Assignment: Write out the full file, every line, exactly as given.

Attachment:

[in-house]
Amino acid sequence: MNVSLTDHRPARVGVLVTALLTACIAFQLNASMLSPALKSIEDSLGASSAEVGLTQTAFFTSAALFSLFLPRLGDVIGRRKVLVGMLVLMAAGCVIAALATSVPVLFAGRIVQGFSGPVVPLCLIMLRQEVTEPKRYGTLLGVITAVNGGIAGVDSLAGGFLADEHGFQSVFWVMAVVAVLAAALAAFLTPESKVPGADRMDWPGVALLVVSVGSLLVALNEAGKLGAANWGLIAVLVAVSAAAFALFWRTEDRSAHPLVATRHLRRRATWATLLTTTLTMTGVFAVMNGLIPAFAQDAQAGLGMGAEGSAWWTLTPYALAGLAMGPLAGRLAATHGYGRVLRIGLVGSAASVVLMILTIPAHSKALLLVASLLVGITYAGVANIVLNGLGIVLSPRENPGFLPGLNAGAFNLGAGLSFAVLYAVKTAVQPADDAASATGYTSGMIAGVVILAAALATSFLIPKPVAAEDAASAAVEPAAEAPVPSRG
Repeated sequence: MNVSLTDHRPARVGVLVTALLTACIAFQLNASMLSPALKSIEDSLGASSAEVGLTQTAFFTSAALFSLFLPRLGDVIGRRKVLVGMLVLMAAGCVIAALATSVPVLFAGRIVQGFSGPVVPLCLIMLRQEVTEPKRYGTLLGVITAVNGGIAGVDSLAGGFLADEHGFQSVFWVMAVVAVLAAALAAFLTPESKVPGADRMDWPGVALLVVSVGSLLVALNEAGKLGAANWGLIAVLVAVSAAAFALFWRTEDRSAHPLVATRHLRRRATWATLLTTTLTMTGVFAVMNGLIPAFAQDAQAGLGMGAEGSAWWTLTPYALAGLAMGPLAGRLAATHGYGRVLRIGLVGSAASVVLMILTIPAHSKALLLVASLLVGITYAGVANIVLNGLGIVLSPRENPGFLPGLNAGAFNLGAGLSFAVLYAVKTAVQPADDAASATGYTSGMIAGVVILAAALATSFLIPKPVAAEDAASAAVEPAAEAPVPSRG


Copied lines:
[in-house]
Amino acid sequence: MNVSLTDHRPARVGVLVTALLTACIAFQLNASMLSPALKSIEDSLGASSAEVGLTQTAFFTSAALFSLFLPRLGDVIGRRKVLVGMLVLMAAGCVIAALATSVPVLFAGRIVQGFSGPVVPLCLIMLRQEVTEPKRYGTLLGVITAVNGGIAGVDSLAGGFLADEHGFQSVFWVMAVVAVLAAALAAFLTPESKVPGADRMDWPGVALLVVSVGSLLVALNEAGKLGAANWGLIAVLVAVSAAAFALFWRTEDRSAHPLVATRHLRRRATWATLLTTTLTMTGVFAVMNGLIPAFAQDAQAGLGMGAEGSAWWTLTPYALAGLAMGPLAGRLAATHGYGRVLRIGLVGSAASVVLMILTIPAHSKALLLVASLLVGITYAGVANIVLNGLGIVLSPRENPGFLPGLNAGAFNLGAGLSFAVLYAVKTAVQPADDAASATGYTSGMIAGVVILAAALATSFLIPKPVAAEDAASAAVEPAAEAPVPSRG
Repeated sequence: MNVSLTDHRPARVGVLVTALLTACIAFQLNASMLSPALKSIEDSLGASSAEVGLTQTAFFTSAALFSLFLPRLGDVIGRRKVLVGMLVLMAAGCVIAALATSVPVLFAGRIVQGFSGPVVPLCLIMLRQEVTEPKRYGTLLGVITAVNGGIAGVDSLAGGFLADEHGFQSVFWVMAVVAVLAAALAAFLTPESKVPGADRMDWPGVALLVVSVGSLLVALNEAGKLGAANWGLIAVLVAVSAAAFALFWRTEDRSAHPLVATRHLRRRATWATLLTTTLTMTGVFAVMNGLIPAFAQDAQAGLGMGAEGSAWWTLTPYALAGLAMGPLAGRLAATHGYGRVLRIGLVGSAASVVLMILTIPAHSKALLLVASLLVGITYAGVANIVLNGLGIVLSPRENPGFLPGLNAGAFNLGAGLSFAVLYAVKTAVQPADDAASATGYTSGMIAGVVILAAALATSFLIPKPVAAEDAASAAVEPAAEAPVPSRG